Upgrades to the water levels control system
We have recently made a number of changes to increase our control over the water levels at Potter Brompton Carr.
Since starting the project in 2009, we have had wet years and dry years. We have also had deluges of rain, resulting in surges in the water levels that can drown out the nests, and young chicks. All part of normal weather variations, you might think, and you would be entirely right. Any well designed wetland project needs to be able to cope with such variations.
We identified three issues that needed addressing:
1. We needed an easier and safer way of changing the sluices to increase or decrease water levels.
2. We needed a system to quickly release water in case of high rainfall.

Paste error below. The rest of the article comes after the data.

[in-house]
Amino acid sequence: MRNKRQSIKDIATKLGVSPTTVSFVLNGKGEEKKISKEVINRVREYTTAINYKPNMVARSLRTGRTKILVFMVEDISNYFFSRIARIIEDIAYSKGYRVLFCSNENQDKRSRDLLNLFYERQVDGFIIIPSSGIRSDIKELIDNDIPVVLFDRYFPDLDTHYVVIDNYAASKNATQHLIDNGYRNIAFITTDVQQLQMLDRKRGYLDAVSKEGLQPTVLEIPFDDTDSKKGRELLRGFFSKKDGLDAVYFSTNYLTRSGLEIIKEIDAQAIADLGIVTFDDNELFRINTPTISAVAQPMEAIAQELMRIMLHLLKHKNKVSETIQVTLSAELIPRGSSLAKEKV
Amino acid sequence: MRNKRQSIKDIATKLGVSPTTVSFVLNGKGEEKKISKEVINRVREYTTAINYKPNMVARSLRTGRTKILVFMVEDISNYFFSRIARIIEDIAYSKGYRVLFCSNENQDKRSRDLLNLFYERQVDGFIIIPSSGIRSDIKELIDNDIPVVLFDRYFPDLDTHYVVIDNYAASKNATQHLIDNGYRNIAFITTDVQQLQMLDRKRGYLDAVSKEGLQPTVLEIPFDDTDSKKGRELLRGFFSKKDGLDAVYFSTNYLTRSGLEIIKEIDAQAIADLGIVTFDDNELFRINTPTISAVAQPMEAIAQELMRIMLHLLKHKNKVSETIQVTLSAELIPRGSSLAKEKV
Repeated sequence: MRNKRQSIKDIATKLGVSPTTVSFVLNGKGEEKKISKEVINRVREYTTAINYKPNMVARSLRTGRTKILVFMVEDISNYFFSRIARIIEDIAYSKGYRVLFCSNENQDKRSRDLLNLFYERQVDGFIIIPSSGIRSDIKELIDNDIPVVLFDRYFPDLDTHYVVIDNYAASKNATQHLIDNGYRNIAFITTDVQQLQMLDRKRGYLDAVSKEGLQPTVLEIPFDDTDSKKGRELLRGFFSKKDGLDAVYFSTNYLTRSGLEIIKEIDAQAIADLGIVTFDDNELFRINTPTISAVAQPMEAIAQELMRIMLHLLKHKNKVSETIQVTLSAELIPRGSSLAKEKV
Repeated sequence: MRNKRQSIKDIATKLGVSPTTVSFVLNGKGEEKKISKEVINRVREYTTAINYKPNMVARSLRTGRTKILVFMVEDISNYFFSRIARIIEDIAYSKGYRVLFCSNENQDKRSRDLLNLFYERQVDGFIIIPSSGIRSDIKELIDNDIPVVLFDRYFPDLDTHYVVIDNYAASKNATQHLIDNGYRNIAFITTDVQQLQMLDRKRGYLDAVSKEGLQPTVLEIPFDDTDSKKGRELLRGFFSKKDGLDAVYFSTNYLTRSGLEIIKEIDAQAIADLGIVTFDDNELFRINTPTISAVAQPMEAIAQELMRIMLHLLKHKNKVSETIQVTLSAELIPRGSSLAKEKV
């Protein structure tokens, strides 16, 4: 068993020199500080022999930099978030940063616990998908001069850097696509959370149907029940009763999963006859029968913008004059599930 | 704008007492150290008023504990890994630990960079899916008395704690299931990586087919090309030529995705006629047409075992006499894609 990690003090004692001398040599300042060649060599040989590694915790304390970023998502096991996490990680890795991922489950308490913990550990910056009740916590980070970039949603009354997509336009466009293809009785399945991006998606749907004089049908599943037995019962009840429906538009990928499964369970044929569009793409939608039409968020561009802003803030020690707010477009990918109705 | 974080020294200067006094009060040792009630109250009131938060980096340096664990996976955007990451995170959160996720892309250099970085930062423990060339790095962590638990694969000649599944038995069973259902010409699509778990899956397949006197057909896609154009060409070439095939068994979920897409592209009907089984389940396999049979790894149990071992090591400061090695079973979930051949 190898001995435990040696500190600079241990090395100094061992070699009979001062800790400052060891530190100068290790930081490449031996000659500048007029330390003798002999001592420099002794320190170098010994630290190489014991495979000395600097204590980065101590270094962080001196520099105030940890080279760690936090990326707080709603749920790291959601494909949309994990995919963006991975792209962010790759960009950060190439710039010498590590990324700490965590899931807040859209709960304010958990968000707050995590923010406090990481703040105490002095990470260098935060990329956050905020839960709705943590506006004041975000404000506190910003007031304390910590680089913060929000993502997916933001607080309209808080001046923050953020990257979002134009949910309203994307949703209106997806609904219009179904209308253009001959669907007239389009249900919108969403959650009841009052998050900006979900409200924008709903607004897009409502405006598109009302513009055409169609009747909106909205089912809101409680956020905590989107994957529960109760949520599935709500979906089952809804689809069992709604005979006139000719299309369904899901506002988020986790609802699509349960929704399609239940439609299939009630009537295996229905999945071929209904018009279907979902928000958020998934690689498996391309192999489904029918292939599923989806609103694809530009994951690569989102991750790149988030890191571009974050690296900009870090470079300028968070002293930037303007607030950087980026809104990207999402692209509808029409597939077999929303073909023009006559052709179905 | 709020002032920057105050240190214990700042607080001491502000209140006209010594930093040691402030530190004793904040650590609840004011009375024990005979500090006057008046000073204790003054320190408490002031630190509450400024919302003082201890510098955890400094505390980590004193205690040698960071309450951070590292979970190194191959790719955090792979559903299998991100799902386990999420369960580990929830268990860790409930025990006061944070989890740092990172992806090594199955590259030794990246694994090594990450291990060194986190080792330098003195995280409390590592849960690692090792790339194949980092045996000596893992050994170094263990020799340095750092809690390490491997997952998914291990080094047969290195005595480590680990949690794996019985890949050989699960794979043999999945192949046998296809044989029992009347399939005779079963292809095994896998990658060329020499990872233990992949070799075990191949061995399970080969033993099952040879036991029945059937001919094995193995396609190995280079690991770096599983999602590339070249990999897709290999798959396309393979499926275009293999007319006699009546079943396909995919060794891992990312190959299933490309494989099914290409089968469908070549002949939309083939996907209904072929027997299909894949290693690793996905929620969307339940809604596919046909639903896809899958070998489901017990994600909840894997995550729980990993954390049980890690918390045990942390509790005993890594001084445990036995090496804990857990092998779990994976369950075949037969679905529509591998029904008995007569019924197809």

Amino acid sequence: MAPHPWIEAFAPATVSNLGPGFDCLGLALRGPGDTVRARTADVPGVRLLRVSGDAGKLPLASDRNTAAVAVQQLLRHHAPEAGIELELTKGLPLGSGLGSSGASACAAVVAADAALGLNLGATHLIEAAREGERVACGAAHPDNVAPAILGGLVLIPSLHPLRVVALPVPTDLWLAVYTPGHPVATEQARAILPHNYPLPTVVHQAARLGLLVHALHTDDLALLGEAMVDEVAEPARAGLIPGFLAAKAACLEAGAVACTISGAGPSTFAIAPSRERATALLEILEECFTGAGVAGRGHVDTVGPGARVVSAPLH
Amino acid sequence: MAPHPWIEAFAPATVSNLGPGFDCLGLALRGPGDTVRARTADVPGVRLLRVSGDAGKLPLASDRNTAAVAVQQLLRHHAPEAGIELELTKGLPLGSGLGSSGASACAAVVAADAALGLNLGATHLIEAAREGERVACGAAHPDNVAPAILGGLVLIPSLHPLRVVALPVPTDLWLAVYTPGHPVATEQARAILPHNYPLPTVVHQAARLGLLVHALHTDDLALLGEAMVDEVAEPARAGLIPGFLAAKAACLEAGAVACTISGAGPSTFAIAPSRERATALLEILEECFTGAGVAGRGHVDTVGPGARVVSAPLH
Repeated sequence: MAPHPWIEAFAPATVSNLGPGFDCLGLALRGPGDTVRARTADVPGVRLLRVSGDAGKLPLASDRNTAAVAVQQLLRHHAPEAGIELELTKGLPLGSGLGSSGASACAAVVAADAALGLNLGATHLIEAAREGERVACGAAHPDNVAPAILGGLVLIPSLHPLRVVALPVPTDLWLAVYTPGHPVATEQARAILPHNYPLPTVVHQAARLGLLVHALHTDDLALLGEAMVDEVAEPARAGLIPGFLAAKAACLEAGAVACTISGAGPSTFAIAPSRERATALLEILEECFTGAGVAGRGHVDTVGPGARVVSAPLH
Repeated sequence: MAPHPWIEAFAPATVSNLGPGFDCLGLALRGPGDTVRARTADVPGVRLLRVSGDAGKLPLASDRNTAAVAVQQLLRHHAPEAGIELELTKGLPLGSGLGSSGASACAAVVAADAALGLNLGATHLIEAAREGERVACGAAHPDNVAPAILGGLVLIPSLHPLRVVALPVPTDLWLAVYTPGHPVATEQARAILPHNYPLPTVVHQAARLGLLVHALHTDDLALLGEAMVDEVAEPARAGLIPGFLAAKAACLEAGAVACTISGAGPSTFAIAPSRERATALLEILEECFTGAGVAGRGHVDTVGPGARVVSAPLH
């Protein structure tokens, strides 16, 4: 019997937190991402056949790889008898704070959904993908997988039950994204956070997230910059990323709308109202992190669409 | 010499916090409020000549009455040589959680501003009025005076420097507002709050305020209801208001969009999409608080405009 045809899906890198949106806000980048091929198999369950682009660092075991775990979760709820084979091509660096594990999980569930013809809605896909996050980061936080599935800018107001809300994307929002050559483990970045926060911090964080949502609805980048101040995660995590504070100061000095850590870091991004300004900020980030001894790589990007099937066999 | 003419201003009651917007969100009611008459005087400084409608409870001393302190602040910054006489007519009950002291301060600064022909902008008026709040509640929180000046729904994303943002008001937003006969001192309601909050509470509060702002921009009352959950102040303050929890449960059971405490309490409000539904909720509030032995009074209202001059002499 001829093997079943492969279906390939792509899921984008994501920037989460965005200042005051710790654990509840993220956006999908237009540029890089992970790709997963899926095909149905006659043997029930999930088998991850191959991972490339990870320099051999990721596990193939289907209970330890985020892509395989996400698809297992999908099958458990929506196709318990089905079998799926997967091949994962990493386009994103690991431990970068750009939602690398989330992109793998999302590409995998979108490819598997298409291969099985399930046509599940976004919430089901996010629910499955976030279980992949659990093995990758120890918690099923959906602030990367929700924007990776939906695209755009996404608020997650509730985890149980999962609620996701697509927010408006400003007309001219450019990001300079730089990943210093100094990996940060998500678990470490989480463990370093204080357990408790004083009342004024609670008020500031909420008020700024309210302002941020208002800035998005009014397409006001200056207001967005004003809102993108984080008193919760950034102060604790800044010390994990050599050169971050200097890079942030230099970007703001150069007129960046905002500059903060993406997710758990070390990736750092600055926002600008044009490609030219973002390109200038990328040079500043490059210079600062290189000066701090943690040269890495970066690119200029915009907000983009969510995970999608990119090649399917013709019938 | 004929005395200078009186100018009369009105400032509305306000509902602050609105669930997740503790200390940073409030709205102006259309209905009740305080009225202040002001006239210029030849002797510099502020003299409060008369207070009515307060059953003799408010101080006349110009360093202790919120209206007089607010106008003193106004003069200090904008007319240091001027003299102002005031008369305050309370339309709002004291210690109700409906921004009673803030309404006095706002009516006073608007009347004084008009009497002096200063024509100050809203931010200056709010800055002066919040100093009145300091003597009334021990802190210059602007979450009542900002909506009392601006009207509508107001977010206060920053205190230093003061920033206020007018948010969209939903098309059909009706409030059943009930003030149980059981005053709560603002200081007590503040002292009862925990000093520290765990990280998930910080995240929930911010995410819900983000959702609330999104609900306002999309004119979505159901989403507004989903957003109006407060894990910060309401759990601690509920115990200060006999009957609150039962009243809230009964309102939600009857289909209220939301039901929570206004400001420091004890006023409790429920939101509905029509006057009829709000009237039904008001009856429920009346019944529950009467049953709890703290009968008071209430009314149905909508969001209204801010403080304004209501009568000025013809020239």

3. We needed to be able to get more water into the wetlands in the event of a dry year.
4. As our water levels impact on one of our neighbours who have different requirements to us, we needed to design the sluices so that they can control their water levels independently of us.
The RSPB were very helpful with sluice design and suggested we visit their Berney Marshes reserve. Mark Smart, the Site Manager at Berney Marshes, sent us details of their sluice designs, that we feel are exactly what we needed. We have now installed two of these RSPB sluices.
We also installed two 12 inch pipes that allow us to quickly release water into the Sherburn Cut if the water levels get too high.
To get more water into the system, we have harnessed another stream that is coming off the land south of the railway line. We now have water constantly flowing across the wetlands and River Potter Brompton is now a reality.
We can now pretty much guarantee that our scrapes will be wet throughout the lapwing breeding season, and we can keep water levels high during the winter to favour the winter migrants without affecting our neighbours and their farming operations.